Sheriff Voutour, NFL Exec Troy Vincent huddle up

Contributed photoTroy Vincent, center, the NFL's Executive Vice President of Football Operations, is honored during a presentation at the Winter Conference of the National Sheriffs' Association in Washington D.C. Vincent spoke on the issue of domestic violence at the urging of Niagara County Sheriff James Voutour.

WASHINGTON D.C. — Troy Vincent is no stranger to "huddling up."

The former NFL All-Pro defensive back and current National Football League Executive Vice President of Football Operations understands that getting in the huddle is the first step to calling a play and executing a plan.

But this past week, when Vincent huddled up, it wasn't on a football field and his teammates were not were not stars of the NFL.

This past Monday night, Vincent huddled in a kitchen of the J.W. Marriott hotel in Washington, D.C. with county sheriffs from across the U.S. And their plan was to find new ways to combat domestic violence.

"It was the right audience, with experience and credibility," Vincent said. "And it was primarily men."

As Vincent, a crusader on the issue of domestic violence repeatedly stresses, his message that domestic violence needs to stop is one that needs to be delivered to men.

"Troy always says, 'The ladies get it (domestic violence). They understand,' " Niagara County Sheriff James Voutour said. "He says, 'I've got to speak to the men.' That's gonna be our focus. We gotta do better with this."

Voutour arranged for Vincent to address the Winter Conference of the National Sheriffs' Association after hearing him speak at the YWCA of Niagara's Domestic Violence Awareness Luncheon in October.

"The idea popped into my head that day," Voutour said. "I pitched it (to the association's executive director) and he said, 'We gotta bring (Vincent) in.' "

The Y had promised that Vincent would bring a "different, non-traditional message" on domestic violence. After living in the shadow of domestic violence against his mother, from her boyfriend, from the age of 7 to 17, Vincent has made confronting domestic abuse his life's mission.

And he brought that message of confrontation to the county sheriffs.

"See something, say something," Voutour said. "That's the message."

Vincent shared the speakers podium at the conference with then Acting U.S. Attorney General Matthew Whittaker and U.S. Department of Homeland Security Secretary Kirstjen Nielsen. He called the opportunity "industry changing."

"Many don't give thanks to the men and women in uniform for putting their lives on the line," Vincent said. "I reflected on the officers who put their arms around me when I made that call from the phone booth (to report the abuse against his mother) and who held my hand at the hospital that night."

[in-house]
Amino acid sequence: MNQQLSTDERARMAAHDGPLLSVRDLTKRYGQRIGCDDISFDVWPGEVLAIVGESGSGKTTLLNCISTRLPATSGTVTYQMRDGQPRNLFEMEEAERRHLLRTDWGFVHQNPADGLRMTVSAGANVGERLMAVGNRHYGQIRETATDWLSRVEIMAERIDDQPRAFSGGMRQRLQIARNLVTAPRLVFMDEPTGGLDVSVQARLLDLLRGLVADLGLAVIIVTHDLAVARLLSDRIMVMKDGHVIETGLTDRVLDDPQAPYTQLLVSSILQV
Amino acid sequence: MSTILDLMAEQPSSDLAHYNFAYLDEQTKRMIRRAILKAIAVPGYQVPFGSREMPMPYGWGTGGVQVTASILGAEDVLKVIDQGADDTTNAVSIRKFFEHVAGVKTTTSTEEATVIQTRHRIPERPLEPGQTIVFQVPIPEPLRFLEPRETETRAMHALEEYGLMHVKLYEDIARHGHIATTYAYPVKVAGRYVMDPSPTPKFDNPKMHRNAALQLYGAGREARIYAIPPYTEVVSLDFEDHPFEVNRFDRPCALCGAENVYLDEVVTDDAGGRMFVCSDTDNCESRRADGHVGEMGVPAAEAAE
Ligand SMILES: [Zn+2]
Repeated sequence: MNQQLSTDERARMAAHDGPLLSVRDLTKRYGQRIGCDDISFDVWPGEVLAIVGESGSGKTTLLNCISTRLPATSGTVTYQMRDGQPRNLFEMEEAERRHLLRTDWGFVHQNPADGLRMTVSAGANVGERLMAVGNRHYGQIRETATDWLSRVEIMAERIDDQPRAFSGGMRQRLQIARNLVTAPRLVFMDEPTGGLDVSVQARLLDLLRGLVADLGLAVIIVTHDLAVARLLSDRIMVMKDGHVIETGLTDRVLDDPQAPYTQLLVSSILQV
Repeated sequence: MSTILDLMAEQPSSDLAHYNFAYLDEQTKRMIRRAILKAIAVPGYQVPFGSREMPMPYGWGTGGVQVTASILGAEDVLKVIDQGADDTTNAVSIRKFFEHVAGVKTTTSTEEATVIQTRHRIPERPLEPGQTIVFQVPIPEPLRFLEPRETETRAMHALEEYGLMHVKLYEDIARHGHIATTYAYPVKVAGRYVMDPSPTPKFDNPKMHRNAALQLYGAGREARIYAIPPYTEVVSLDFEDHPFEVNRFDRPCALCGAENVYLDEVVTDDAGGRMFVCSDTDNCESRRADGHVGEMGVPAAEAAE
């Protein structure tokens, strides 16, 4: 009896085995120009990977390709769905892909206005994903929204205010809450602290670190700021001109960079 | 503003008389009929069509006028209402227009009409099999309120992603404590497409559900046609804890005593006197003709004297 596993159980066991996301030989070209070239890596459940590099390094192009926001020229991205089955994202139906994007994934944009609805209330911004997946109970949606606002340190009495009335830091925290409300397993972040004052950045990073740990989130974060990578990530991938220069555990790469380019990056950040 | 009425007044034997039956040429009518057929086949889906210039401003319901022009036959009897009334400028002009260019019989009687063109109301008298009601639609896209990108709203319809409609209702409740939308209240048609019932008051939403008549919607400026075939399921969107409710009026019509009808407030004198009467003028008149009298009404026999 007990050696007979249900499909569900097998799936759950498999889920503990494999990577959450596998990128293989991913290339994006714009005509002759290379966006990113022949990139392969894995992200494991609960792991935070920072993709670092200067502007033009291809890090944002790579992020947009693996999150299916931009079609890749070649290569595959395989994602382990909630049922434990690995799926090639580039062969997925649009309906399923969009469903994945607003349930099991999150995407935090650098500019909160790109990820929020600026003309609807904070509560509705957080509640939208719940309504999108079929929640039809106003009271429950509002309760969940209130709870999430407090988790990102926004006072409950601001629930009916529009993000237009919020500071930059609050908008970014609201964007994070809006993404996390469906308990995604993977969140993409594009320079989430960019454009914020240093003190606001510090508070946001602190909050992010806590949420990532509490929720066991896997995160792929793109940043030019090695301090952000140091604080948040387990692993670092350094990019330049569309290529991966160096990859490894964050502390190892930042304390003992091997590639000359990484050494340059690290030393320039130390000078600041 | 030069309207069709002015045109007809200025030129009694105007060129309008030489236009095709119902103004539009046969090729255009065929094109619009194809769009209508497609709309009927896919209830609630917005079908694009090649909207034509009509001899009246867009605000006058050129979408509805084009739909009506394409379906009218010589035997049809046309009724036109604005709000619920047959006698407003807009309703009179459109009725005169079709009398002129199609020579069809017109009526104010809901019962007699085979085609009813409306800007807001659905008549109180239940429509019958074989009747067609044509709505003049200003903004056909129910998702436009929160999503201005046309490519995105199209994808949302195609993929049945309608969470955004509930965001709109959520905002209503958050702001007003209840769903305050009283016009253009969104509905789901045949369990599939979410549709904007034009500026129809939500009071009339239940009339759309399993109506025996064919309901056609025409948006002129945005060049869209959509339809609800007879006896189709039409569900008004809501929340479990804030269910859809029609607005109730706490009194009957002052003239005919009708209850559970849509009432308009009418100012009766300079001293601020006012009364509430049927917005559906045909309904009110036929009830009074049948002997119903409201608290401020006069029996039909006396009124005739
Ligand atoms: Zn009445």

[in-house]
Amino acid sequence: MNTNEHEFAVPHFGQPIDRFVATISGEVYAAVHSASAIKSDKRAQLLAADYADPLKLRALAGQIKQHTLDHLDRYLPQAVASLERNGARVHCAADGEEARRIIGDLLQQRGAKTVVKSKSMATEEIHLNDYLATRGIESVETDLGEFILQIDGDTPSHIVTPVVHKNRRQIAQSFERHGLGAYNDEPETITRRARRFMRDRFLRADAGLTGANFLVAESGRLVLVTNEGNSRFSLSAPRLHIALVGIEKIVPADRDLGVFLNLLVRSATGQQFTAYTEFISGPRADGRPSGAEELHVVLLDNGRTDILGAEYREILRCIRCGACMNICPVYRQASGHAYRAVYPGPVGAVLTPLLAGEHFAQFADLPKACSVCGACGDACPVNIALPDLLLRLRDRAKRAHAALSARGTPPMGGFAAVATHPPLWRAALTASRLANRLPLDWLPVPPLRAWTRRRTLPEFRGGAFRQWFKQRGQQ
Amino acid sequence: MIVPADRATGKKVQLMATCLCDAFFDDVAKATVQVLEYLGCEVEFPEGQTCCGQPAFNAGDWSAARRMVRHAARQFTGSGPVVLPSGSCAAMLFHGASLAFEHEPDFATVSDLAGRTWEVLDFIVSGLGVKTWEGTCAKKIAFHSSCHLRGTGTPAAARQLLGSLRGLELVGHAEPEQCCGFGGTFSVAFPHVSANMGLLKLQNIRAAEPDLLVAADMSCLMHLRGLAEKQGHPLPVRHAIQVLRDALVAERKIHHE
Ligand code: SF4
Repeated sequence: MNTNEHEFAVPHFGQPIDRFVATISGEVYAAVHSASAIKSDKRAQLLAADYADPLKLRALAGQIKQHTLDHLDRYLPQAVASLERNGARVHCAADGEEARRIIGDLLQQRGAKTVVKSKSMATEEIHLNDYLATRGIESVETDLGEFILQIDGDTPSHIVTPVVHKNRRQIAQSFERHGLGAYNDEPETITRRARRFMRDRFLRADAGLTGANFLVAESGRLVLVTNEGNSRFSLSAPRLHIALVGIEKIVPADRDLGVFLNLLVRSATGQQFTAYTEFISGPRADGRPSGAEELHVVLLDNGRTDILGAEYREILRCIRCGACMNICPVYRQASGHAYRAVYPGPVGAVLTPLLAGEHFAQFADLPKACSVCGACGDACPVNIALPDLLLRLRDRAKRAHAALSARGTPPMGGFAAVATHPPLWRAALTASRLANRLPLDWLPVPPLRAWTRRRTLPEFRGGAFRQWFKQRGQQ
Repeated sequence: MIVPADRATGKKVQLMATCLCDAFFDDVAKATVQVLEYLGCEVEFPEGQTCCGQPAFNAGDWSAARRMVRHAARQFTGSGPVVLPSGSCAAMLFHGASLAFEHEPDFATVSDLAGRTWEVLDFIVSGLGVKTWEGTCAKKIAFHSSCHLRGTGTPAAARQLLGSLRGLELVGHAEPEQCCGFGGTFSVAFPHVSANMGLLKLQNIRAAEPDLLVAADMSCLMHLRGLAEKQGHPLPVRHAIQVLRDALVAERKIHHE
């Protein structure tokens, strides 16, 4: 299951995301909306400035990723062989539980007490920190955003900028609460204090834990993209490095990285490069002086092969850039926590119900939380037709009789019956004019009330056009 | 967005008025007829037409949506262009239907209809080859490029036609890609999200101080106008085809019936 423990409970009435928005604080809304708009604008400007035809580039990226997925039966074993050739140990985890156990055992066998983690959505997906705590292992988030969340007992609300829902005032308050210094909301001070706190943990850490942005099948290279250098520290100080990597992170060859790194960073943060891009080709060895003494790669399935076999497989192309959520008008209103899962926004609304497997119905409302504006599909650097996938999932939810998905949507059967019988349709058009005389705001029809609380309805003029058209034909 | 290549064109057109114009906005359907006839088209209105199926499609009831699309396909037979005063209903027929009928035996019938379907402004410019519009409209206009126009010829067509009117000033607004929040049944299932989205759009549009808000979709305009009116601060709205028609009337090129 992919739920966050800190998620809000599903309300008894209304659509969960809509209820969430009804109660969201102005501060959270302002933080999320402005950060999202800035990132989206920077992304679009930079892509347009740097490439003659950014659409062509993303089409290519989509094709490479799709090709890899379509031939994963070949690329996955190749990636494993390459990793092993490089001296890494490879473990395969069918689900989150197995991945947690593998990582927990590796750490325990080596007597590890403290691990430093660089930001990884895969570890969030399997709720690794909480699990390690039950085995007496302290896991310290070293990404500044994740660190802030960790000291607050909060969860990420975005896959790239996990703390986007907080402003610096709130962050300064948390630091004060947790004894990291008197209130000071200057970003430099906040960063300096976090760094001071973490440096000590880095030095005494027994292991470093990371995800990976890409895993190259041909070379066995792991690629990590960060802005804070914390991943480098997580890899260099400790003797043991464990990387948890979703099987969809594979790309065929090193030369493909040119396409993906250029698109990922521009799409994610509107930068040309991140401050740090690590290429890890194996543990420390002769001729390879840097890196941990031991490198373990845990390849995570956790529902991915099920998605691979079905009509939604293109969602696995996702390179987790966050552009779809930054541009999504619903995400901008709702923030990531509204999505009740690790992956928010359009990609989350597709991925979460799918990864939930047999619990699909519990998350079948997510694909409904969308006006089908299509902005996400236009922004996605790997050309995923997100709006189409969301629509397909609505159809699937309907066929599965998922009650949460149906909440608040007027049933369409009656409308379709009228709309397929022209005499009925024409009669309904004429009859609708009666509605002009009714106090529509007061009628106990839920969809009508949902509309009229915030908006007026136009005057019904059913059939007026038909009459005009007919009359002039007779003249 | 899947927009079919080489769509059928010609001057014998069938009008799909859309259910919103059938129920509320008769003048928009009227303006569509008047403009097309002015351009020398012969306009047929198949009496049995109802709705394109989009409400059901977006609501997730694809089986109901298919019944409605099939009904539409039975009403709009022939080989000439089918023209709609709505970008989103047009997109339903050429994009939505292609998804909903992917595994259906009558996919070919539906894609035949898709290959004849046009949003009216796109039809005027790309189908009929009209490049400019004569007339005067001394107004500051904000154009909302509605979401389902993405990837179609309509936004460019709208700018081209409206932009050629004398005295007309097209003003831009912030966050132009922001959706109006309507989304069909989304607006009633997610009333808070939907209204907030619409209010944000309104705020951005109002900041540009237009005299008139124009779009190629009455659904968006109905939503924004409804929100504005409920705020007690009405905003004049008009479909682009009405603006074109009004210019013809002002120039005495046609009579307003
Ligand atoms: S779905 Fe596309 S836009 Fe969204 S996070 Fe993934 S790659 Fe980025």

Vincent said as he spoke he saw the heads for some of the sheriffs in the audience nodding in agreement. 

"Somebody in that audience is going through what I went through," Vincent said. "They've engaged it."

Voutour said as Vincent spoke bluntly about his experience with domestic abuse, the effect on his fellow sheriffs was profound.

"That's when the sheriffs had their heads down. You could see it touched them," Voutour said. "Then we huddled up backstage for about 30 minutes. A lot of the guys told some stories and they were in agreement that sheriffs need to be the leaders in speaking out on this,"

When the huddle broke, Vincent and his newfound law enforcement teammates had called their play.

"The research shows that we can do this. We just have to start younger," Vincent said in stressing the need to educate young men about the perils of domestic abuse. "This audience could have the greatest influence on that. I'm just asking them to join our journey."

Both Vincent and Voutour said the sheriffs and representatives of their association have committed to creating a model for change in the fight against domestic abuse. 

"There is no question we will continue to work directly with the association and individual sheriffs," Vincent said. "We touched the room. Now what are we going to do about starting a model for education and prevention?"

Voutour said he believes the new model will start with sheriffs taking on more active role in speaking out on domestic violence.

"The sheriffs need to be leaders in speaking to our youth, and to our male youth particularly," Voutour said. "(We'll) come up with a program and Troy wants to be involved with it. We gotta do better."